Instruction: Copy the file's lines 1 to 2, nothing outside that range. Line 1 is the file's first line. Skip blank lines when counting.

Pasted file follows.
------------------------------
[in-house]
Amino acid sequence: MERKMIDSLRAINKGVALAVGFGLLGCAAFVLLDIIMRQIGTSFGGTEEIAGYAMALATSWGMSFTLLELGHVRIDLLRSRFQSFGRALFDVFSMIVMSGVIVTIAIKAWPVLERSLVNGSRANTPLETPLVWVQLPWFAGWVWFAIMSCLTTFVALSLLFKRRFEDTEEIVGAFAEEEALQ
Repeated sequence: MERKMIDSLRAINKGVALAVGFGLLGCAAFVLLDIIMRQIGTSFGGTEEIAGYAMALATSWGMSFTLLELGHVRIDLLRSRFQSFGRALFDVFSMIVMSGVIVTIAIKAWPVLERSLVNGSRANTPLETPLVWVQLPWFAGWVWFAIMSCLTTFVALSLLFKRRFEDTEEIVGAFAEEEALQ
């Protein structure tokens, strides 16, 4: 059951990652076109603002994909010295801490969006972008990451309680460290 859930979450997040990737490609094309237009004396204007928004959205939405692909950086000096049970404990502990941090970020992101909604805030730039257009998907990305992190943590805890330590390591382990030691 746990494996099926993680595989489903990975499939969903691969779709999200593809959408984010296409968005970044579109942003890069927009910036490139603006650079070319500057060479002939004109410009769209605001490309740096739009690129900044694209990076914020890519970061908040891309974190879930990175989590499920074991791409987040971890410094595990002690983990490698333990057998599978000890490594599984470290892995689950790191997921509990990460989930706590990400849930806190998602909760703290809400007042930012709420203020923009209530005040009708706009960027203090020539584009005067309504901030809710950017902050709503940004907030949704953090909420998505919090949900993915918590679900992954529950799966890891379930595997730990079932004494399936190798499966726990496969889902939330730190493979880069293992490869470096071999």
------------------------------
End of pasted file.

[in-house]
Amino acid sequence: MERKMIDSLRAINKGVALAVGFGLLGCAAFVLLDIIMRQIGTSFGGTEEIAGYAMALATSWGMSFTLLELGHVRIDLLRSRFQSFGRALFDVFSMIVMSGVIVTIAIKAWPVLERSLVNGSRANTPLETPLVWVQLPWFAGWVWFAIMSCLTTFVALSLLFKRRFEDTEEIVGAFAEEEALQ